“There is no business model for – let alone making a profit – to achieve equilibrium on the assets themselves without a windowed universe. It doesn’t exist, ”says Rothman.
This debate – which films open where and when – is sure to remain unresolved in the months to come, and possibly well beyond. Warner Bros. has pledged to return to exclusive theatrical releases, for 45 days, next year. But little this fall – including the movie schedule – is a sure thing.
“Until the pandemic is really behind us, I don’t think you can predict what the future of cinema will be like,” Rothman said. “He’s still in an emergency right now. “
So, summer in Hollywood limbo will stretch into fall. But more than any previous point in the pandemic, there are plenty of films lined up. The Venice and Telluride Film Festivals have generated buzz for a wide range of upcoming films, including Jane Campion Hailed Netflix Drama “The Power of the Dog” (November 17), with Benedict Cumberbatch. The Oscar race could also have major star power. Among the first stars: Kristen Stewart as Princess Diana in “Spencer” (November 5) and Will Smith as Richard Williams, father of Venus and Serena, in “King Richard” (November 19).
In “Tammy Faye’s eyes”, Jessica Chastain transforms into an infamous televangelist. Searchlight Pictures will release it in theaters on September 17.
“We love this shared experience, especially after a year and a half of starvation. This doesn’t mean that streaming will go away. It’s here to stay, ”says Chastain, who also stars in the HBO miniseries“ Scenes from a Marriage ”. “In my mind, I just see the industry expanding.”
The number of films released during the pandemic is often underestimated. But even with a few high-profile starts, the coming season is crowded. Apple to Joel Coen’s “The Tragedy of Macbeth”, with Denzel Washington. Amazon has musical adaptation “Everyone’s talking about Jamie” (September 17). New films are on the bill from world-class filmmakers like Paul Thomas Anderson, Guillermo del Toro (“Nightmare Alley”, December 3), Pedro Almodóvar ( “Parallel mothers”, December 24), Asghar Farhadi (“A hero”, January 7) and Paolo Sorrentino ( ” God’s hand “, November 24).
There is also a feast of docs including Julie Cohen and Betsy West’s portrait Julia Child “Julia” (not yet dated); Liz Garbus’ “Become Cousteau” (October 22); Elizabeth Chai Vasarhelyi and Jimmy Chin’s “The rescue” (October), about the rescue in the Thai caves in 2018; and, fittingly, a portrayal of one of the pandemic’s most ubiquitous faces, infectious disease expert Dr Anthony Fauci in John Hoffman and Janet Tobias’ “Fauci” (September 10).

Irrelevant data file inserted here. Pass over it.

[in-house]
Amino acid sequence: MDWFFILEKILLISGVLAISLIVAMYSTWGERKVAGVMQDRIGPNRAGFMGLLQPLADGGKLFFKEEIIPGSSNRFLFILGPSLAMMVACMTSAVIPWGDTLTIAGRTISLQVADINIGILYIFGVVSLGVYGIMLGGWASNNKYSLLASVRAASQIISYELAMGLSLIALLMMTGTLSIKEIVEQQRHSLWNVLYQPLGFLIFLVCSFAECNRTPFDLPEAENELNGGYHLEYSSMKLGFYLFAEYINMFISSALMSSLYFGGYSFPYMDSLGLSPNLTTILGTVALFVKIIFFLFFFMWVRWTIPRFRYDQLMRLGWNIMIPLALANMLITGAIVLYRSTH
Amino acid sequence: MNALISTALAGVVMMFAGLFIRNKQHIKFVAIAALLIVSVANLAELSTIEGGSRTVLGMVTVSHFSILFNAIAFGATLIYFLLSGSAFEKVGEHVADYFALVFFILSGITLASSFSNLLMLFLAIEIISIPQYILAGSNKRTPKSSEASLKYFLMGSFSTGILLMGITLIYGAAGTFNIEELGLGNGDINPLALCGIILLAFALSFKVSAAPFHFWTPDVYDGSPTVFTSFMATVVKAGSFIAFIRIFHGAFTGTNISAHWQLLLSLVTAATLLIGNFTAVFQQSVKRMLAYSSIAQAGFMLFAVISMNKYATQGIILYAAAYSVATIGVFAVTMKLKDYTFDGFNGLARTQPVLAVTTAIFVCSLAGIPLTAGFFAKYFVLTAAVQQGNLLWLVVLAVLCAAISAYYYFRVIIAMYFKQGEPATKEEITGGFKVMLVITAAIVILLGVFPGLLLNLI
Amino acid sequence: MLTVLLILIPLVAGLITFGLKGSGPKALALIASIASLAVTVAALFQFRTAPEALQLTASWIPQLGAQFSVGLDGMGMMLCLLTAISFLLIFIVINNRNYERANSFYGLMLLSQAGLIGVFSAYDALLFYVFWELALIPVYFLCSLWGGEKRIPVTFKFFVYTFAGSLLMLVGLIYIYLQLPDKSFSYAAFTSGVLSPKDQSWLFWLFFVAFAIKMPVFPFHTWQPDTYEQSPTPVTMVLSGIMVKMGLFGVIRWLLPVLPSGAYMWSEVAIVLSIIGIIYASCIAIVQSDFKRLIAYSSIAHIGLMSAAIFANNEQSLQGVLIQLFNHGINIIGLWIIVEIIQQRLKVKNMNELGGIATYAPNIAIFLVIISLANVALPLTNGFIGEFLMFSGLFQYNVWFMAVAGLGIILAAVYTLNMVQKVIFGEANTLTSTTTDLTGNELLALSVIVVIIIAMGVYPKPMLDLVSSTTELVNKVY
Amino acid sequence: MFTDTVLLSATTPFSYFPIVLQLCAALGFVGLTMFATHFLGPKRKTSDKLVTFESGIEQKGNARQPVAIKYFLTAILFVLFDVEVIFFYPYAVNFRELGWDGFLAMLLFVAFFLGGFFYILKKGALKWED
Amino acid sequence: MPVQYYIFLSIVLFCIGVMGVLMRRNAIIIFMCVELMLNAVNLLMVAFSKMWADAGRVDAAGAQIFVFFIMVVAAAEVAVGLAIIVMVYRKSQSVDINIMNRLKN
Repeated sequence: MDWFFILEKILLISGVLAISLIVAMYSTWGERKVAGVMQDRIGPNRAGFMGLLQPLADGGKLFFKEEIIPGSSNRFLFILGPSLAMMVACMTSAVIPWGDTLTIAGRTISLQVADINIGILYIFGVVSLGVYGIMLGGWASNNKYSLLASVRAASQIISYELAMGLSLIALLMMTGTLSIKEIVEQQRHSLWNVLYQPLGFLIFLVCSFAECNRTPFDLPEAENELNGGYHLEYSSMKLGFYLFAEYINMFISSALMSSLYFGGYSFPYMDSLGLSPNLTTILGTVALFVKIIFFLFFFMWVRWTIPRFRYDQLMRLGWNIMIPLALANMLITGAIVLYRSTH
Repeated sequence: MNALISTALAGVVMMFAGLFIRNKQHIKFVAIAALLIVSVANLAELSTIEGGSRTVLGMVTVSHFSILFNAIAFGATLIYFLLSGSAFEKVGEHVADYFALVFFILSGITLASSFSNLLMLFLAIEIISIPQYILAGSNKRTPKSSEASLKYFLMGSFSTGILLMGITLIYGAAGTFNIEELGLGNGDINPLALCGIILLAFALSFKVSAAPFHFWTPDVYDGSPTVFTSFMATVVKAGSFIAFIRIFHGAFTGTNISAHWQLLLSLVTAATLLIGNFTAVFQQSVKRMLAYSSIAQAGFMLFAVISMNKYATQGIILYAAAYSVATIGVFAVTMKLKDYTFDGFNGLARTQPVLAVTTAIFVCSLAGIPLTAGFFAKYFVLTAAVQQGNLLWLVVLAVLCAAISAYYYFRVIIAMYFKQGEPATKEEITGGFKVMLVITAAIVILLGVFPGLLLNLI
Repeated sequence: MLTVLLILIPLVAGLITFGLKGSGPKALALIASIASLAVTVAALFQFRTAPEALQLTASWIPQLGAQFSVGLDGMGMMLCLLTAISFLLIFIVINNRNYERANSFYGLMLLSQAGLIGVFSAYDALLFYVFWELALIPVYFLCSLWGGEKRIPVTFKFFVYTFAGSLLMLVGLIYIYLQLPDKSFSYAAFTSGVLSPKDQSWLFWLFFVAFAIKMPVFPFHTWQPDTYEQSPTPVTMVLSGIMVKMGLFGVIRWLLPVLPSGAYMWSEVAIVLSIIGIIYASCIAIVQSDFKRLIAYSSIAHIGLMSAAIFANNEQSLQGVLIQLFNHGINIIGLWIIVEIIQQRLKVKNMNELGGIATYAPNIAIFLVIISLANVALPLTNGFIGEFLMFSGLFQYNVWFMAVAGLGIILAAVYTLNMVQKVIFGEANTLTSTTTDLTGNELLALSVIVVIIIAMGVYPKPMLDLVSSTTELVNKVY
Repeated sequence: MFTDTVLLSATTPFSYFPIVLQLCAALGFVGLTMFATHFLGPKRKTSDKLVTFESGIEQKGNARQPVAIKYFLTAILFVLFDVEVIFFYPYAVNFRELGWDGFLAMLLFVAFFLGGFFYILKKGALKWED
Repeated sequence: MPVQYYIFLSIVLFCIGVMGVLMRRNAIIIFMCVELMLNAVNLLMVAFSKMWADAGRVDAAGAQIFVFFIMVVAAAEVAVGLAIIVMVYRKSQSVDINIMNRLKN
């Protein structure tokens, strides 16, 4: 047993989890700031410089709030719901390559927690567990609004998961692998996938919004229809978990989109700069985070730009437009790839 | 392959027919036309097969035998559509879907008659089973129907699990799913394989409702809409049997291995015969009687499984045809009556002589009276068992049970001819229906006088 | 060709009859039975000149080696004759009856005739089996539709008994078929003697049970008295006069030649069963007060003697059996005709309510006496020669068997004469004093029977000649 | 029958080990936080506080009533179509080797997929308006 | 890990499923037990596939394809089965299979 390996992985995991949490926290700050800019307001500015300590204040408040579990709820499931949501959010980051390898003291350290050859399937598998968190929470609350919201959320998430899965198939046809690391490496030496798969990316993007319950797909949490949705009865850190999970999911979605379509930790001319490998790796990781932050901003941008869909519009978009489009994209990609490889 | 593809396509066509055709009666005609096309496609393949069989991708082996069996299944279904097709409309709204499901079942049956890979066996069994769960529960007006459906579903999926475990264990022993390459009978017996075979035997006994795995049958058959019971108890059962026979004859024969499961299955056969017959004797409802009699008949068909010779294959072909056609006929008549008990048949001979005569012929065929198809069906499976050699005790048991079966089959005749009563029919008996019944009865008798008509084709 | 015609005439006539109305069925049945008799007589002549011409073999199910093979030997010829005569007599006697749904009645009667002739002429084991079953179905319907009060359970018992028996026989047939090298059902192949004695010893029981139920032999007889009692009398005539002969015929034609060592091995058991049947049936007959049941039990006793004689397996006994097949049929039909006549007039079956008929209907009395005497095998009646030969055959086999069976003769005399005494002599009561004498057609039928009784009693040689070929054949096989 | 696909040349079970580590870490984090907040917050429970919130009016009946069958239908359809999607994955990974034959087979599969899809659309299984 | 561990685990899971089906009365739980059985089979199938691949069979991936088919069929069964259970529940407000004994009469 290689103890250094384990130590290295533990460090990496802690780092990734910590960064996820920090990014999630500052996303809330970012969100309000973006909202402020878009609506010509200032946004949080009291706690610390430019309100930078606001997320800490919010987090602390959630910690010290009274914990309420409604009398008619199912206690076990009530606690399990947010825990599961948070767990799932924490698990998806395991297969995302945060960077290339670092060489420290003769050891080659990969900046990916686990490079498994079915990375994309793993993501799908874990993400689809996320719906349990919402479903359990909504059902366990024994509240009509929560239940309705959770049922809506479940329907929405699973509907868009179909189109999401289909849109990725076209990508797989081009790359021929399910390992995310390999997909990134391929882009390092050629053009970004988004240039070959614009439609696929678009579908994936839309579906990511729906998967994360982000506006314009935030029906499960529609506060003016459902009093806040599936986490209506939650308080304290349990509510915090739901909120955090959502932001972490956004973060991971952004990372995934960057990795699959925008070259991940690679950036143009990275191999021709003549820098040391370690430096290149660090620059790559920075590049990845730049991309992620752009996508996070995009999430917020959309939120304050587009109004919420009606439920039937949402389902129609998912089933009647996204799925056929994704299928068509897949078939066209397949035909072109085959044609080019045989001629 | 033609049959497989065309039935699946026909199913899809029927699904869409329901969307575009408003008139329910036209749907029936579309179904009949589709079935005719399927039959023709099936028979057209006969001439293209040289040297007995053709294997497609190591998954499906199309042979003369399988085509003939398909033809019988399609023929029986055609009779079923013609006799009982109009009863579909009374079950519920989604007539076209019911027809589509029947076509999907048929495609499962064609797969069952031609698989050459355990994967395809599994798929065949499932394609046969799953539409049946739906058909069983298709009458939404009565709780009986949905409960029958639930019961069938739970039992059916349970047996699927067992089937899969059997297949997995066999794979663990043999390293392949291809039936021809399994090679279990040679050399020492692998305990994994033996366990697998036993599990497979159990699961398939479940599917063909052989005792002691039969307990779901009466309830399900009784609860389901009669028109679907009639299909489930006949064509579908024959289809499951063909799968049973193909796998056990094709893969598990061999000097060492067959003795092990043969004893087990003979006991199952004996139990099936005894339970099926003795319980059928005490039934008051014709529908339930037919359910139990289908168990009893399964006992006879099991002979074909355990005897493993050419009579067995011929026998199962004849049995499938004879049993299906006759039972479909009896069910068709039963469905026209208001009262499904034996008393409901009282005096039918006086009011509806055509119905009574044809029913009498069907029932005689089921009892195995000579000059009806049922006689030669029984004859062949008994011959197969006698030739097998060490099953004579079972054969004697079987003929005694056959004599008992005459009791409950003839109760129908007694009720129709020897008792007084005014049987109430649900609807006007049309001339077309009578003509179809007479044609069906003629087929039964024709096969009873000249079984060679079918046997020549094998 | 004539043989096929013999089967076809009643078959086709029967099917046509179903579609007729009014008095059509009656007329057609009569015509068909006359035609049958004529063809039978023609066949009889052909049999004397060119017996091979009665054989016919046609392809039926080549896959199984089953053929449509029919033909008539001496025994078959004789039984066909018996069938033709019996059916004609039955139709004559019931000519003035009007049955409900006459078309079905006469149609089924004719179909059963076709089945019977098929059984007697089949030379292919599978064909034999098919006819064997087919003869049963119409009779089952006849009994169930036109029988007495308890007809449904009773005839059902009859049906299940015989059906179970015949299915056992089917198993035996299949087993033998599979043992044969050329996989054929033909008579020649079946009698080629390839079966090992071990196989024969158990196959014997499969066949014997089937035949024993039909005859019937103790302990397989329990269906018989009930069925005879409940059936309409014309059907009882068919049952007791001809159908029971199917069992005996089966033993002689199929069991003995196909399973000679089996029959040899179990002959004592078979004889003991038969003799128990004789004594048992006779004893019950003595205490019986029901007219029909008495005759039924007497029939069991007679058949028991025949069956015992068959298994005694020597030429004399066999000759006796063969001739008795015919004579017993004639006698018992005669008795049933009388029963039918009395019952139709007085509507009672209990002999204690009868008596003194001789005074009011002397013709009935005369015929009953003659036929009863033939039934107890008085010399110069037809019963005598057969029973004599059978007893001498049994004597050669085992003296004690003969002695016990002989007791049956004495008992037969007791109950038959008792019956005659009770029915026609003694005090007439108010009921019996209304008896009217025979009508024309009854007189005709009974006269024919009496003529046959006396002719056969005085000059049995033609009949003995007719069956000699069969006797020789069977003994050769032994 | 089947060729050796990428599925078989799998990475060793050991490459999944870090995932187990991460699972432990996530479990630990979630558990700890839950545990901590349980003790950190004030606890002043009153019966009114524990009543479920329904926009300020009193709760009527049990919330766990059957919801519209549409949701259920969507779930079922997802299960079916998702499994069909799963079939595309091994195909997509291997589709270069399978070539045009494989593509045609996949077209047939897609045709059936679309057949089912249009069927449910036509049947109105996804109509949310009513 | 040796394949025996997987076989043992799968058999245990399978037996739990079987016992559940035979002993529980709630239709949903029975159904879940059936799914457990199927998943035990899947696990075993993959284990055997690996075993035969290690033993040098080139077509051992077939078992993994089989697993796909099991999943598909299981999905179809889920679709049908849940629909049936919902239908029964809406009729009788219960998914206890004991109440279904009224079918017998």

Netflix will release three dozen films by Christmas, including Maggie Gyllenhaal’s first film “The Lost Daughter” (December 17); the westerner “The more they fall” (November 3), with Jonathan Majors and Idris Elba; Lin-Manuel Miranda’s directorial debut «Tic, Tic… Boom! “; and that of Antoine Fuqua “The guilty” (September 24), a single-set crime thriller starring Jake Gyllenhaal as a demoted police officer taking calls to 911.
Just before production began earlier this year, Fuqua came into close contact with one person who tested positive for the coronavirus. To keep his distance from his cast and crew, he made the film from a van parked outside the set.
“It’s a strange world we find ourselves in right now, and it tires us all a bit,” says Fuqua. “But I try to stay positive. That’s why ‘The Guilty’ arrived. I think we all have a responsibility to move forward, not to indulge in the situation we find ourselves in and find new ways of doing it.
Hopefully the long delay in a number of films that have been waiting behind the scenes for over a year, including that of Steven Spielberg “West Side Story” (Dec 10), Wes Anderson’s “The French dispatch” (October 22) and, yes, “No Time to Die” – will be over soon at last.
“What I didn’t understand about this one was the satisfaction of someone else seeing the movie and saying ‘I hated it’ or ‘I like it,’ says Fukunaga. “This is the part you’re waiting for. Some people are going to like it. Some people are not going to like it. But you still want to hear it. Even if you don’t want to hear it, you want to hear it.”
—Jake Coyle, The Associated Press
Movies and TV